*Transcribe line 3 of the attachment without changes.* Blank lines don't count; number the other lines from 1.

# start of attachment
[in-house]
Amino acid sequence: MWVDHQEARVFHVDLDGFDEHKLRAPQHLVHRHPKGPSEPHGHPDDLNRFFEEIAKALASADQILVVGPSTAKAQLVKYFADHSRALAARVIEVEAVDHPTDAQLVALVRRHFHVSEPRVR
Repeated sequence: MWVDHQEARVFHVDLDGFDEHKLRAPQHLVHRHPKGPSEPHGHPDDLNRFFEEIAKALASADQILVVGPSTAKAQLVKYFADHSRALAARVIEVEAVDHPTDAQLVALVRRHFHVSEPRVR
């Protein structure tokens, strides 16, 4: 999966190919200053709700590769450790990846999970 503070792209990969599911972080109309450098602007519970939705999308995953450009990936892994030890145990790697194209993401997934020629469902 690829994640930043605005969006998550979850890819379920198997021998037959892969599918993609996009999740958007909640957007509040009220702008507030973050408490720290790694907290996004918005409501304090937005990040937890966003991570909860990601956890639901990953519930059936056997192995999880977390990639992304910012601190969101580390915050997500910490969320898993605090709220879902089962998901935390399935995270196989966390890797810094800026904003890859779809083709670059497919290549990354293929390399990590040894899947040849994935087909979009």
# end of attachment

Repeated sequence: MWVDHQEARVFHVDLDGFDEHKLRAPQHLVHRHPKGPSEPHGHPDDLNRFFEEIAKALASADQILVVGPSTAKAQLVKYFADHSRALAARVIEVEAVDHPTDAQLVALVRRHFHVSEPRVR